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War and Peace» Forums » Variants

Subject: Simple attrition variant rss

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Darrell Pavitt
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As the rules stand, you roll a single die for all attrition and apply it to every hex.

As a simple variant, roll a separate die for each mapboard panel, applying it only to stacks on that panel.
I have never quite figured out why a bad winter in Russia should be equally bad in Spain.
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John Gant
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Sure, seems like a very reasonable variant. That would create a lot more diversity in the attrition results and could simulate the vagaries of weather across Europe.

I've created an alternate Attrition Table to add nuance to this aspect. Could be a good alternative as well.

http://talk.consimworld.com/WebX?14@802.JSIgalBET85.20@.ee6d...

I do think the Supply and Attrition rules are a bit too simple, but these types of simple abstractions are what helps make the game so fun and playable. Perhaps there should be a Basic Game and then an Advanced Campaign Game that incorporates nuances such as this?

--JokerRulez
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Oh my God They Banned Kenny
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nyhotep wrote:
As the rules stand, you roll a single die for all attrition and apply it to every hex.

As a simple variant, roll a separate die for each mapboard panel, applying it only to stacks on that panel.
I have never quite figured out why a bad winter in Russia should be equally bad in Spain.


I actually played a 'house rule' where you rolled separately for each stack that had a chance of loss due to attrition. Mind you, that was in the context of scenarios, not the campaign. For a campaign game, rolling for each stack would probably be too much - doing it by 'map' is a reasonable compromise.
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Tim Phillips
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Came across one variation for determining attrtion in War and Peace: roll for groups of stacks within three hexes of each other. The result is 'regional' attrtion without complicating or slowing the game down too much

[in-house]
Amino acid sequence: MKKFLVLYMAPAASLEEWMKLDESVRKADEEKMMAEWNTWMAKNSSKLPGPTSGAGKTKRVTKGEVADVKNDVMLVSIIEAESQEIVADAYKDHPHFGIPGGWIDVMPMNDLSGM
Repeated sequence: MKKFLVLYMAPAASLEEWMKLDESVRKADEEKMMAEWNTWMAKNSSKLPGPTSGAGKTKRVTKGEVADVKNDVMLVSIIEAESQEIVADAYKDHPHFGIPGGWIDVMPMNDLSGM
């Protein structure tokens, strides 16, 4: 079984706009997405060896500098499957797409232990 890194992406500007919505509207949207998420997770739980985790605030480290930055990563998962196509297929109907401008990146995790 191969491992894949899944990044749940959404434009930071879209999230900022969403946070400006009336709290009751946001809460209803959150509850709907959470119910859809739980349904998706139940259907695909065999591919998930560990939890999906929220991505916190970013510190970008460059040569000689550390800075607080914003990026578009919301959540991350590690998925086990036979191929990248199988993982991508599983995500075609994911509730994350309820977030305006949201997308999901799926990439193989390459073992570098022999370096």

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Chris Arnold
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I think the rolling by maps is a good solution for a campaign game. Rolling one die for the entire map seems pretty stupid!
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George Falconer
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I like rolling for each stack, it doesn't take too long, and you have to count each stack anyways, so rolling once each time adds only a negligible amount of time. Actually I was shocked when I re-read the rules and realized you were supposed to only roll once, we had always rolled for each stack.

I am not so sure how I feel about even rolling by map section, there is such a huge difference when you roll a six or a one.
 
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Timothy B.
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One variation my brother and I came up with is a die roll for each mapboard, to be used by both sides (pro-French rolls 1 & 2, anti-French 3&4), and a die roll for each nation, and the two would be averaged and rounded down. The first roll would represent weather, regional economic or agricultural issues, etc. The latter roll would be for factors particular to the nation in question (political unrest, particular epidemics travelling through the ranks, that idiot Joseph forgot to order blankets for the men - maybe I'll ship him off to Spain...). A six on attrition would thus be rare, a one most frequent, the other numbers equally weighted between them. Thus, say a 3 is rolled for mapboard 3, and the French roll a 4 for their national attri tion, then a stack of Polish would have as their attrition roll (3+4)/2 = 3.5 rounded down to a "3". On the Anti-French turn the Prussians roll a 1, the Russians a 3, and the Austrians a 6, giving their stacks on Mapboard 3 a "2", a "3" and a "4" respectively to deal with.
 
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